By Christopher L. Bennett, STA Contributing Writer
Byline Art by Carlos Cabrera
Star Trek: Lower Decks is an odd sort of beast: it’s a parody of the Star Trek universe, but it’s also a canonical part of that universe, as valid within its reality as any other series. That’s part of its charm. Indeed, my favorite parts of the show tend to be the solid Star Trek-worthy stories, action, and worldbuilding, even when I find the humor too broad or too dependent on continuity references.
The challenge in coming up with a Lower Decks story, then, is to find a premise that allows poking fun at elements of Star Trek while still making sense as something that could have happened within its universe. Luckily, Star Trek has always had room for comedy, from “The Trouble with Tribbles” to The Voyage Home to “Take Me Out to the Holosuite.” So you can make humor part of its reality without undermining its reality. This is the approach I take with The Hub, my original series of comedy prose stories, available in the collections Hub Space: Tales from the Greater Galaxy and Crimes of the Hub. I wanted it to be a plausible hard science fiction universe where the humor arose believably from the characters and situations, rather than from a nonsensical reality.
“Lurkers” was originally a story pitch for the 2006 Star Trek: Constellations anthology. Aside from the original series setting, the premise was identical: A pre-warp planet has intercepted Starfleet transmissions from a leaky subspace beacon, having a major effect on their culture, so that they’re essentially a planet of Star Trek fans within the Trek universe. It’s a metatextual story that reflects the other side of the fourth wall, but still makes sense within the reality of the franchise. The idea is a natural fit to Lower Decks, in which the main characters geek out over their own Starfleet predecessors the way Trek fans geek out over the shows. It also provides a handy way to sideline the command crew and require the lower deckers to step up.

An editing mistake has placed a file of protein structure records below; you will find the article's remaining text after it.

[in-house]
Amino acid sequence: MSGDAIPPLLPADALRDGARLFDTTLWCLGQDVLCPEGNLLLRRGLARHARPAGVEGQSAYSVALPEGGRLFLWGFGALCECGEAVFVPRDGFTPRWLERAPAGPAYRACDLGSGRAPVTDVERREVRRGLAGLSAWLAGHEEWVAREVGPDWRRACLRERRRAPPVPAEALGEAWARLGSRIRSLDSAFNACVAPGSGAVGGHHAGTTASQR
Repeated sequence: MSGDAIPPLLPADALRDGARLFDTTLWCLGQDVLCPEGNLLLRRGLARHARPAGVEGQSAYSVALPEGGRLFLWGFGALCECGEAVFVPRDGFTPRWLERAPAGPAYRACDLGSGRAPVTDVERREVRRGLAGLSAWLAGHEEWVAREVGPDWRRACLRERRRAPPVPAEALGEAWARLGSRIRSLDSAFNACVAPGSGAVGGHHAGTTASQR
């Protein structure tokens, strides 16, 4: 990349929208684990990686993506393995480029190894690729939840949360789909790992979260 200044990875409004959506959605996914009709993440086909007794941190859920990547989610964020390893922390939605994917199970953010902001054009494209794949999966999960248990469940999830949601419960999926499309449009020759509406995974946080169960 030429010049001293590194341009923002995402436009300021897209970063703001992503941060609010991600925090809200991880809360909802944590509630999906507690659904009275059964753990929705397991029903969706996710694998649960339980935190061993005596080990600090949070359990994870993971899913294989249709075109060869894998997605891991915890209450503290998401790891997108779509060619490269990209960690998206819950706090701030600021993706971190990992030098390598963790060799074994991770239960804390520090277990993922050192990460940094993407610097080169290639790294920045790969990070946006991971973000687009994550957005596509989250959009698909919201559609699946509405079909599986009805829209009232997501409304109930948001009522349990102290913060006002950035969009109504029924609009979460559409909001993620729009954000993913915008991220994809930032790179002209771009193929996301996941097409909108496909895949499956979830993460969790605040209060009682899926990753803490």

The adventure format allows exploring the “Planet of the Fans” more extensively than I could have in a short story, touching on their equivalents of a Star Trek convention and a movie. There’s room for gamemasters and players to devise ideas based on their own fan experience as well.
I almost used a variation of the “Lurkers” premise as one of the mission briefs in the Ancient Civilizations packet I wrote for STA several months earlier. I held off on it because STA project manager Jim Johnson had let me know Modiphius was on the verge of getting the Lower Decks license, and I realized that “Lurkers” would be an excellent fit for that series.
The planet in the game, Shawan II, is named for the street address of the hotel where I’ve attended the Shore Leave Convention annually since 2005, and where I first approached Jim about writing for STA. There are a few other in-joke names, which I leave as exercises for the reader to discover.
Grab a copy of “Lurkers” now at www.modiphius.net, www.modiphius.us, or DrivethruRPG!
Thanks for reading this article, and thank you for your interest and support of Star Trek Adventures! Keep frequencies open for news about additional STA products in the coming months. Live long and prosper!